Farm Insurance Claims Stall as Non-Life Insurers Await Government Subsidies

KATHMANDU: Non-life insurance companies in Nepal have halted the settlement of claims against insured farm products, citing a delay in receiving premium subsidies from the government. Chunky Chhetry, President of the Nepal Insurers’ Association, expressed concerns over the financial strain faced by insurers due to the outstanding payments.

Chhetry emphasized that the insurers’ inability to secure premium subsidies has led to a halt in claim settlements for farm insurance. The delay in receiving subsidies has significantly escalated the financial liabilities of non-life insurers, compelling them to exercise caution in assuming further risks.

In response to the government’s delay in releasing subsidy amounts, non-life insurers have ceased issuing farm insurance policies. This move is intended to exert pressure on the government to expedite the settlement of outstanding dues, which have accumulated over the past one and a half months.

Raju Raman Paudel, Executive Director of the Nepal Insurance Authority (NIA), criticized the insurers’ decision, labeling it as inappropriate. Paudel revealed that the regulator has been actively lobbying the government to disburse the outstanding dues owed to insurers.

The farm insurance scheme, introduced by the government with much fanfare in January 2013, aimed to provide coverage for various agricultural products and livestock. Under this scheme, insurance companies were authorized to offer policies covering crops, vegetables, cereals, fruits, poultry, fishery, cattle, and other farm animals.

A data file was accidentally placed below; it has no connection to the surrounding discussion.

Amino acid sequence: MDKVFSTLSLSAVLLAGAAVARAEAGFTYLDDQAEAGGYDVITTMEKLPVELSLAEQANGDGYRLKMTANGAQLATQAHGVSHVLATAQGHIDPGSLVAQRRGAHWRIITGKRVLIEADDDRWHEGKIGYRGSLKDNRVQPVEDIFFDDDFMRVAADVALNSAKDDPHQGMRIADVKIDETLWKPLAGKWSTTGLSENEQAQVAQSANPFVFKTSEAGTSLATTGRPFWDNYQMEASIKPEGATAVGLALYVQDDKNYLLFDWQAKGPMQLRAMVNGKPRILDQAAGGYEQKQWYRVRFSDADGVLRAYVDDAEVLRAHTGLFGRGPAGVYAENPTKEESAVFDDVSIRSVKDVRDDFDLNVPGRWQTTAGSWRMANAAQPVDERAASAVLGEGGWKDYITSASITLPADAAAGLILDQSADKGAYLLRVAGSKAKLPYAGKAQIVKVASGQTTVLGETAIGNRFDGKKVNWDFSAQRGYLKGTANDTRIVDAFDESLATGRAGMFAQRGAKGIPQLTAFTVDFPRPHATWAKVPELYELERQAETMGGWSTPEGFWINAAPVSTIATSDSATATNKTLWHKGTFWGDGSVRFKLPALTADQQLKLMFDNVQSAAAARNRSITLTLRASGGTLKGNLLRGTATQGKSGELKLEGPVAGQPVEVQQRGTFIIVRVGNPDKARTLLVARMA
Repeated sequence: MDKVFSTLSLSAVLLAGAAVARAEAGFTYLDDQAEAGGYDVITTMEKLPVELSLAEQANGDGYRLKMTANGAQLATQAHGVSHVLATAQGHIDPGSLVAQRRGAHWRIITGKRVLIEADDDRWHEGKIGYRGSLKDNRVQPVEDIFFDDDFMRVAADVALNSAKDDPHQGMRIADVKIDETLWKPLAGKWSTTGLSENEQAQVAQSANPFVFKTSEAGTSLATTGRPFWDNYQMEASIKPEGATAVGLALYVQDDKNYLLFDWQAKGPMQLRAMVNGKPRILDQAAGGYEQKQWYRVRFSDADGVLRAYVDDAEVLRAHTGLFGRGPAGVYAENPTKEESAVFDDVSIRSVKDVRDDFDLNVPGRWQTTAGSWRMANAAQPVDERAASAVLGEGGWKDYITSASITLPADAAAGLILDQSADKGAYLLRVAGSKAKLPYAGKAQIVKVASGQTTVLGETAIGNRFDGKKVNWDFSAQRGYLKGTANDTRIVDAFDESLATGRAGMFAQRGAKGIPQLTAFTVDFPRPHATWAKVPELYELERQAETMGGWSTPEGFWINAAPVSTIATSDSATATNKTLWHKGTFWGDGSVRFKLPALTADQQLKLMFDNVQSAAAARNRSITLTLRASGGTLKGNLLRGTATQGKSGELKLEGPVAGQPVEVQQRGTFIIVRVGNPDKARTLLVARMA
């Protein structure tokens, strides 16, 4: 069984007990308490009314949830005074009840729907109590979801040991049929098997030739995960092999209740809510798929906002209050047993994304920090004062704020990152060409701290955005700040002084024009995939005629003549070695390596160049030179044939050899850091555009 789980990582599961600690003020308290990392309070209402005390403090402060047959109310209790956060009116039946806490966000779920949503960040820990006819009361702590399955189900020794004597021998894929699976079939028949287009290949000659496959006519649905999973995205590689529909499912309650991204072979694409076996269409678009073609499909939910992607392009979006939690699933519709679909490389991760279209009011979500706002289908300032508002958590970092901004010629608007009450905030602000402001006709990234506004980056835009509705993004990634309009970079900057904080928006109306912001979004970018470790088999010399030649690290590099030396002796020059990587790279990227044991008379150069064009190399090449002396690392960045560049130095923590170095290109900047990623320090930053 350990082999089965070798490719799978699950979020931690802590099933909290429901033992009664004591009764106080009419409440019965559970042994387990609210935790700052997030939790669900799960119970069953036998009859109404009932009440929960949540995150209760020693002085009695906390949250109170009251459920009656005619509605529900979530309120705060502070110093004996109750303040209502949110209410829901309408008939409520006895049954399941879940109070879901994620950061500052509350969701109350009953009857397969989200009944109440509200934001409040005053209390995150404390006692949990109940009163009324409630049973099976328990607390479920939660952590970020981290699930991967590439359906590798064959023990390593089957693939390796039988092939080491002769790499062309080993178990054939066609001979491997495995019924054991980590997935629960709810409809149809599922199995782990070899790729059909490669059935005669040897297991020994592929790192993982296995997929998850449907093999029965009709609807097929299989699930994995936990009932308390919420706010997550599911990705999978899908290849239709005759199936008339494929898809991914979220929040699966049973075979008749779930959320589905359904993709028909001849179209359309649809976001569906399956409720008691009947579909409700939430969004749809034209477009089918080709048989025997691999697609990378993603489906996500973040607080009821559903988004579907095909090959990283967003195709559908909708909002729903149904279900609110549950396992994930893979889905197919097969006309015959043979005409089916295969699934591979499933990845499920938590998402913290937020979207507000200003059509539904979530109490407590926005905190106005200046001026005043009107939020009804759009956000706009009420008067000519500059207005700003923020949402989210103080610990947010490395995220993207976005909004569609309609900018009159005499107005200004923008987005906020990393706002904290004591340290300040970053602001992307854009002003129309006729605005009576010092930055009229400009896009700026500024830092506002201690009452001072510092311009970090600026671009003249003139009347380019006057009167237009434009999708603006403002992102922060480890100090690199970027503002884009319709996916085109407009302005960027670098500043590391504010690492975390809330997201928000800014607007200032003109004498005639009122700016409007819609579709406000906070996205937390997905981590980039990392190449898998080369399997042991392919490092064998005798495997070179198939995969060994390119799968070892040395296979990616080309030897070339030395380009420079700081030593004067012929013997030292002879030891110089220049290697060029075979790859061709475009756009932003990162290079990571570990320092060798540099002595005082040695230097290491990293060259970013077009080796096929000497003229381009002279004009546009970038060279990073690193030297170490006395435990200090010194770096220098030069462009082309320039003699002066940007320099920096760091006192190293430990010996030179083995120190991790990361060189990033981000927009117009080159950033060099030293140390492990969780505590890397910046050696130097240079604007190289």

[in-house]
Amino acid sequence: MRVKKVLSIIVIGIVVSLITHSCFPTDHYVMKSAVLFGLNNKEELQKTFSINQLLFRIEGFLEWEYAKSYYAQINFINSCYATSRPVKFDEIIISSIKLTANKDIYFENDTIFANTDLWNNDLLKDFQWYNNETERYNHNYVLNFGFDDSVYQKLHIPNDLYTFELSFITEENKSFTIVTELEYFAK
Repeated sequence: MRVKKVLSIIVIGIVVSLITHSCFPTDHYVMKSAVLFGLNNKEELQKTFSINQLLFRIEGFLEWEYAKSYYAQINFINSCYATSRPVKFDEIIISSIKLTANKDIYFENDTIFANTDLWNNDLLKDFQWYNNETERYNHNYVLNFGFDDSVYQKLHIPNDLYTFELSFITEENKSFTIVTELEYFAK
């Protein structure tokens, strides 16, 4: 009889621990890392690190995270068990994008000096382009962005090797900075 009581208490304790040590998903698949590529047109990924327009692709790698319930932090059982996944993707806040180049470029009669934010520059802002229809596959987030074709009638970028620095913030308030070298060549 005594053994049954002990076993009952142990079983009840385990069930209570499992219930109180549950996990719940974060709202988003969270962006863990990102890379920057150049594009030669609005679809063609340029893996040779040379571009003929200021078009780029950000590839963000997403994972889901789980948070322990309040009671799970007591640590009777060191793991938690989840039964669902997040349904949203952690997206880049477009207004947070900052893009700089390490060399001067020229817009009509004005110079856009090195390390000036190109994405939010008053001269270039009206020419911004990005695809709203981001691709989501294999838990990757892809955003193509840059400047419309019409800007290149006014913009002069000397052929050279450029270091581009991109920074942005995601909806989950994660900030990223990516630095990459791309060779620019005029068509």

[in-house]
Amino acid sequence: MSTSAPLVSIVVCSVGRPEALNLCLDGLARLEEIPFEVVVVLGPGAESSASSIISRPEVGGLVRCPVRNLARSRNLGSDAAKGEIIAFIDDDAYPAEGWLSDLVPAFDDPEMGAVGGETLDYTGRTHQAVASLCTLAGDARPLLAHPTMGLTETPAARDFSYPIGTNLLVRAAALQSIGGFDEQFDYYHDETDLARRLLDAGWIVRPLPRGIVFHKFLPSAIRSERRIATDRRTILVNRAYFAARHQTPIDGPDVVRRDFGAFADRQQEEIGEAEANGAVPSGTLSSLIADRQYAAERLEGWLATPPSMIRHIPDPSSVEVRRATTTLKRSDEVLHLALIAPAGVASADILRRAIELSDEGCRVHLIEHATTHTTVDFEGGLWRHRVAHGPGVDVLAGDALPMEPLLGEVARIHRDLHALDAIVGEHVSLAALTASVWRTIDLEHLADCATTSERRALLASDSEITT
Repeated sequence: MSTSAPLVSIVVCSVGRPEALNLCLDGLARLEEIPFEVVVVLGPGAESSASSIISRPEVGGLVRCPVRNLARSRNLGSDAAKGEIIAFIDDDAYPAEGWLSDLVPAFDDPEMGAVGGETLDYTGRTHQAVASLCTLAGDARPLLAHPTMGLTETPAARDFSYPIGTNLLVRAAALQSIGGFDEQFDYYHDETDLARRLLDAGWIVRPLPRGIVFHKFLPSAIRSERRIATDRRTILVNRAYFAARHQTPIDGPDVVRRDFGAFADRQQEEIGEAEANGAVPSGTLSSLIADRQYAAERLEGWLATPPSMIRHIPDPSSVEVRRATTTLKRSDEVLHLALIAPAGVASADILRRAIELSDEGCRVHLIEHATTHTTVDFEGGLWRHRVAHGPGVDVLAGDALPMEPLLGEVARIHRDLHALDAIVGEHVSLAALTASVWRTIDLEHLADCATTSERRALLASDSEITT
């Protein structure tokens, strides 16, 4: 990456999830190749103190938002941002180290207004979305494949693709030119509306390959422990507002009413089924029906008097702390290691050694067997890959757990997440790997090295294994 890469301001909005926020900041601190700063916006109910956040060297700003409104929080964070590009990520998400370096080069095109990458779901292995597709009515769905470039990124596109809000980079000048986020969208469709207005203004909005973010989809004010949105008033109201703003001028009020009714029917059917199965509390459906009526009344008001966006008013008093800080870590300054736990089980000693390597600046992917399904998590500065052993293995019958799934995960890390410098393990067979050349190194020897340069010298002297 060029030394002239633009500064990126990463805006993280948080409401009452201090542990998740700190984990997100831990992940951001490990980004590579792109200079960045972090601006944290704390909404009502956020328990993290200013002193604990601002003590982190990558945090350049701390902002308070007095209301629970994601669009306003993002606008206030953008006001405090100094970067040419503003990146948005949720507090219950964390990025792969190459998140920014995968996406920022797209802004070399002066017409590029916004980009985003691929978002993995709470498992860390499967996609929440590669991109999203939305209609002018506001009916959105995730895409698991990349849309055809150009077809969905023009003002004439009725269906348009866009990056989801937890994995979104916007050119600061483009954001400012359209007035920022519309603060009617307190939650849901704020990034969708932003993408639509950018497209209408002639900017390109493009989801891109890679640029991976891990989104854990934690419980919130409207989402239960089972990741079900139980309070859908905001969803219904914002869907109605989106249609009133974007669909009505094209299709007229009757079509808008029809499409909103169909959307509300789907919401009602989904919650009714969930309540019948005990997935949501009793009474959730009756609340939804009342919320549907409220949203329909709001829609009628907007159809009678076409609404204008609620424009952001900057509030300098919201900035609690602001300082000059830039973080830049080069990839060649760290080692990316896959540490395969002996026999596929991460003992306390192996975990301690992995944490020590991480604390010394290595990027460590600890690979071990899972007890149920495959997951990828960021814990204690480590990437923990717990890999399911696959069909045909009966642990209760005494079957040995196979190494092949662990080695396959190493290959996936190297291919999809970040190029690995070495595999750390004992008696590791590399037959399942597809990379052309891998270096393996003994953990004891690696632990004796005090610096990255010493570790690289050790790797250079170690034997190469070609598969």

In an effort to promote the scheme’s effectiveness, the government initially announced a 50 percent subsidy on insurance premiums, later increasing it to 80 percent. However, despite the subsidy promises, insurers are grappling with delayed payments from the government, hampering their ability to fulfill their obligations to policyholders.

Chhetry disclosed that while the government disbursed Rs 560 million to insurers three weeks ago, approximately Rs 2 billion in subsidies remain outstanding. The association urges the government to expedite the release of funds to ensure the smooth operation of the farm insurance scheme and alleviate the financial burden on insurers.

The impasse between non-life insurers and the government underscores the need for timely subsidy disbursements to sustain vital insurance programs and support the agricultural sector. As stakeholders await resolution, the fate of farm insurance claim settlements hangs in the balance, leaving farmers vulnerable to uncertainties in the absence of financial protection.

Fiscal Nepal |
Thursday April 25, 2024, 10:25:36 AM |

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